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  Seminar at Theater Wit


Theater Wit
1229 W Belmont Ave Chicago

In Seminar, four aspiring young novelists sign up for private writing classes with Leonard (Tom Hickey), an international literary figure. Under his recklessly brilliant and unorthodox instruction, some thrive and others flounder, alliances are made and broken, sex is used as a weapon, and hearts are unmoored. The wordplay is not the only thing that turns vicious as innocence collides with experience in this biting comedy.

Presented by Haven Theatre Company

Thru - Apr 13, 2014

Price: $32

Show Type: Comedy

Box Office: 773-975-8150

Running Time: 1hr, 40mins

  Seminar Reviews
  • Highly Recommended
  • Recommended
  • Somewhat Recommended
  • Not Recommended

Chicago Tribune - Highly Recommended

"..."Seminar" was on Broadway in 2012. This Chicago premiere is the work of the nascent but impressive Haven Theatre Company, which has been around for less than a season. That would suggest the big Equity theaters passed on the title, which is surprising, actually, given the juiciness of the cultural dish on offer. In previous eras, "Seminar" may well have ended up in a commercial run here — it's certainly as enjoyable and substantial a play as "God of Carnage." Rebeck gets off some great gags at the arty urban life in a rent-controlled world ("$800 a month? That's like having a grant without having to apply for one"). But things worked out at Haven. "Seminar" was generally and quite reasonably regarded as a tad slight for Broadway, but when you're talking a $32 ticket on Belmont Avenue, it's a lower-risk endeavor and director Marti Lyons' production is deliciously small-bore, which is exactly the kind of production that enhances this particular script, which is about small-bore characters, past promise and Ivy League degrees notwithstanding."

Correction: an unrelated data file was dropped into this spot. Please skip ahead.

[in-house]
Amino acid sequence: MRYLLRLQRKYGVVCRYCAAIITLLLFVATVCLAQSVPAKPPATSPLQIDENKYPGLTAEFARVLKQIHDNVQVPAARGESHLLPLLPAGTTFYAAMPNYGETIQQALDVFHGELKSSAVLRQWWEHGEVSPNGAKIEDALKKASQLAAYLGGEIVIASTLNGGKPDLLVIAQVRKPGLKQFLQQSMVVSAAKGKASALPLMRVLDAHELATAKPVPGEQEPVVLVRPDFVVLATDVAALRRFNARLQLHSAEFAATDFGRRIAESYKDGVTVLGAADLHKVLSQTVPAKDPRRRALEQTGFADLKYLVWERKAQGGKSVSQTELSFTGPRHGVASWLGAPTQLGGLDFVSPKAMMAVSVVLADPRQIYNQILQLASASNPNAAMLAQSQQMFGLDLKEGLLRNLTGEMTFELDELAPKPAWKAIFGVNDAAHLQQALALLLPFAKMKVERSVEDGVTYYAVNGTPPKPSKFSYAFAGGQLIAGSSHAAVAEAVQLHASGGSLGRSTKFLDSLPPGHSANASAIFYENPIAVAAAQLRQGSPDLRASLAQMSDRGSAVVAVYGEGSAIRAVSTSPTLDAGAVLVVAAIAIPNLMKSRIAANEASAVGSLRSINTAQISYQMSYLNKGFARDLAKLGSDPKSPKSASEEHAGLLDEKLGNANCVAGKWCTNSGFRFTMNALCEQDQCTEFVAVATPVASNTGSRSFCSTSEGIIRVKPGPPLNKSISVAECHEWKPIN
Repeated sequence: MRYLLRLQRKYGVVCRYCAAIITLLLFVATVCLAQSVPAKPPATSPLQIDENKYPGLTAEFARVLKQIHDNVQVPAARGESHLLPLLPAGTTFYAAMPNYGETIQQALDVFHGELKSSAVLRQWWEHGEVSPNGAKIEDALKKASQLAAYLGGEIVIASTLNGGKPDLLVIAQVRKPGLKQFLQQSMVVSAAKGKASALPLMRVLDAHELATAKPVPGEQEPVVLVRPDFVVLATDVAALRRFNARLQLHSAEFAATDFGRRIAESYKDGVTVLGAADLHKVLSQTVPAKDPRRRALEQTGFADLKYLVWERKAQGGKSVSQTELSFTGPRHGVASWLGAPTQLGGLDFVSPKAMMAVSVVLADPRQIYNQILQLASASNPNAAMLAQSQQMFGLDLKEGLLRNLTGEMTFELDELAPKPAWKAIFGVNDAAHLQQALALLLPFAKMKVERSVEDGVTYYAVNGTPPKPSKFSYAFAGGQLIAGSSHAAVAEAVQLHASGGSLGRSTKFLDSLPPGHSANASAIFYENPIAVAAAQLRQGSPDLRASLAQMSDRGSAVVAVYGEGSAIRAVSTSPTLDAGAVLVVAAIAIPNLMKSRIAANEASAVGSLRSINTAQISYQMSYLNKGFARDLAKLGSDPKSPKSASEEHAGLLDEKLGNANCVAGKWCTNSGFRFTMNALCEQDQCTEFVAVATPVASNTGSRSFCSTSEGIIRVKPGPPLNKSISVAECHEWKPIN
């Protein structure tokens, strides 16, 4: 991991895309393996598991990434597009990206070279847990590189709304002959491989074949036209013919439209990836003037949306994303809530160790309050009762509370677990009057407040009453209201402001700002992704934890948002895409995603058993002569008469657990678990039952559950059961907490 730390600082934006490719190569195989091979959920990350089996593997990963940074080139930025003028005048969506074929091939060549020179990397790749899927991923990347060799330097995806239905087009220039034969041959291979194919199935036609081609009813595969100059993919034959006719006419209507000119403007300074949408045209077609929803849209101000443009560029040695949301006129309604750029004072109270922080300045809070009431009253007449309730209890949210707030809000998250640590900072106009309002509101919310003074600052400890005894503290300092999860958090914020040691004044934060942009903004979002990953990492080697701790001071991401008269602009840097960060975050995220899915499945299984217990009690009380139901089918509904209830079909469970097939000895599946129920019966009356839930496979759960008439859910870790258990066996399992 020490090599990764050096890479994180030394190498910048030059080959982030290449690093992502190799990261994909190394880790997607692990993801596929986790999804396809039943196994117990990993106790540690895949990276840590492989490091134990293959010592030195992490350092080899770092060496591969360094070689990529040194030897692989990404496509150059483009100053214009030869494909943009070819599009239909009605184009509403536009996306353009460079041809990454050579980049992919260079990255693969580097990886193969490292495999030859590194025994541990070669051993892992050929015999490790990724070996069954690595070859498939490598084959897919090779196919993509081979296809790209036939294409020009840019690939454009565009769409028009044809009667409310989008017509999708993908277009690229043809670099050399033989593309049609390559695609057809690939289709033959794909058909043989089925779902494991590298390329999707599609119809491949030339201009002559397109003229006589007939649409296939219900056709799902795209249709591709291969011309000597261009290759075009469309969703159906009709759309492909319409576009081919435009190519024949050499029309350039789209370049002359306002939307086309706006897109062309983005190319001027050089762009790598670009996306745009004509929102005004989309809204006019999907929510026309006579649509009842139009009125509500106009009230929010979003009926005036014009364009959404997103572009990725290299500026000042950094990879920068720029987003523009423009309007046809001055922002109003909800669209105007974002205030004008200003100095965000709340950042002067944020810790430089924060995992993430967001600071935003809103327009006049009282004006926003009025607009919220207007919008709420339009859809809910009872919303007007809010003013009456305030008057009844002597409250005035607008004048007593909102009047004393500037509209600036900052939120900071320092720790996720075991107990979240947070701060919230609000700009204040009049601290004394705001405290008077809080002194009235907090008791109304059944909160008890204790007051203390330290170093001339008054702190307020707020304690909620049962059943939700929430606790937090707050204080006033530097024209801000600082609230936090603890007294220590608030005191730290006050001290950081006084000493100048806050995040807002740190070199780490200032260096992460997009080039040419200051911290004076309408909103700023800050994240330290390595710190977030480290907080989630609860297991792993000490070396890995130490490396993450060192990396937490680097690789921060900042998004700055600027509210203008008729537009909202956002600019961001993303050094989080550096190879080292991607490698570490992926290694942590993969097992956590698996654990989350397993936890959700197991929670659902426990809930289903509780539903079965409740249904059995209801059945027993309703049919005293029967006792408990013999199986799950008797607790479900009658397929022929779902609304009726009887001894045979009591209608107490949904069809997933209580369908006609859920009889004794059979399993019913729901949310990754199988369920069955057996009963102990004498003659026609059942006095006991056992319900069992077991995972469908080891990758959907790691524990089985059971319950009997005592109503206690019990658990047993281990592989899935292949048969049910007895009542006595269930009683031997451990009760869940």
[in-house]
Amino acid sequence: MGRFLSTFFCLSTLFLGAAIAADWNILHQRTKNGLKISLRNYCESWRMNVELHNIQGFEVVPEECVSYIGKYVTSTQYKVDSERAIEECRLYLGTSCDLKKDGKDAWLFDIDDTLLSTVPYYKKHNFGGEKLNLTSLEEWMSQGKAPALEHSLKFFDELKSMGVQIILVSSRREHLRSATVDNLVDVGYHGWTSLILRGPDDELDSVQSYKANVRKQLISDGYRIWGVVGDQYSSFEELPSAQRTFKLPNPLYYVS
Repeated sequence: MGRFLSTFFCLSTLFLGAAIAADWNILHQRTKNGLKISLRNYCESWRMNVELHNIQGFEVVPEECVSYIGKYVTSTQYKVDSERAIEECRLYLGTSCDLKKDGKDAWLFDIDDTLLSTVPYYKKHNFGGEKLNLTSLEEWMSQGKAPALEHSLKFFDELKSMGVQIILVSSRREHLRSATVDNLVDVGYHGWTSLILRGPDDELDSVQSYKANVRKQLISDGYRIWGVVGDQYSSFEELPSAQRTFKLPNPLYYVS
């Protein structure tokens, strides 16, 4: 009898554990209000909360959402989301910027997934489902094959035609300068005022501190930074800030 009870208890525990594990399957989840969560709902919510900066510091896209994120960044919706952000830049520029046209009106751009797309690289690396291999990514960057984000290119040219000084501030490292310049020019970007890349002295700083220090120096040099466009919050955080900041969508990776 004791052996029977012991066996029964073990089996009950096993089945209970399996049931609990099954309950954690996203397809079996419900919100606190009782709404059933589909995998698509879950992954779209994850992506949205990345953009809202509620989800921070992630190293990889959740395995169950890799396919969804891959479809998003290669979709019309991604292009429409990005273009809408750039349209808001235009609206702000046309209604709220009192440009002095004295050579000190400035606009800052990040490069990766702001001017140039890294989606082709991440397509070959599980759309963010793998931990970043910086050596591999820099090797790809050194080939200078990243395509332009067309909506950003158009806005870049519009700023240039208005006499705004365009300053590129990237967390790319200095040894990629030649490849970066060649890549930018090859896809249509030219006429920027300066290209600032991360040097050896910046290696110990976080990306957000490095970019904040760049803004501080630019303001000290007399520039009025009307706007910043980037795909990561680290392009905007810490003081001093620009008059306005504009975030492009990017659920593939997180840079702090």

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Chris Jones

Chicago Reader - Somewhat Recommended

"...Rebeck's wry critique of sex, ego, ethics, and politics in the Manhattan literary world offers juicy roles, and director Marti Lyons's ensemble—Mary Williamson, Keith Neagle, Atra Asdou, and Carl Lindberg as the students, and Tom Hickey as their teacher—play off each other superbly, though the play comes up short in its implausible denouement. The Haven Theatre's staging also benefits from high-quality production values, including an excellent set by Joanne Iwanicka."
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Albert Williams

Windy City Times - Highly Recommended

"...Playwright Theresa Rebeck has forged her career upon the lifestyles of Manhattan's Upper West Side, where Izzy still lives with her parents and Martin occupies one of the five empty bedrooms in the apartment furnished Kate by her largely absent family. Privilege doesn't prevent fledgling artists behaving any differently from their counterparts in other regions and eras: they squabble, they conspire, they gossip, they whine. They couple, and uncouple. They eat cheap junk food and drink expensive beer. After exhausting these activities, they come to realize—almost by accident—where their talents lie and finish by contentedly embarking on their respective roads to success."
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Mary Shen Barnidge

Chicagoist - Recommended

"...Director Marti Lyons keeps the show running quickly, thanks in part to the dynamic casting. Williamson is especially powerful as Kate, who shrugs off her initial vulnerability and adopts a believably shrewd, anything-to-win mindset. Neagle (who was a highlight in The Pavement Group’s otherwise misguided production of Harry and the Thief last fall), is winning as the brilliant yet insecure Martin, who lacks the class status or social know-how to climb the ladder of the literary elite."
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Melody Udell

Time Out Chicago - Highly Recommended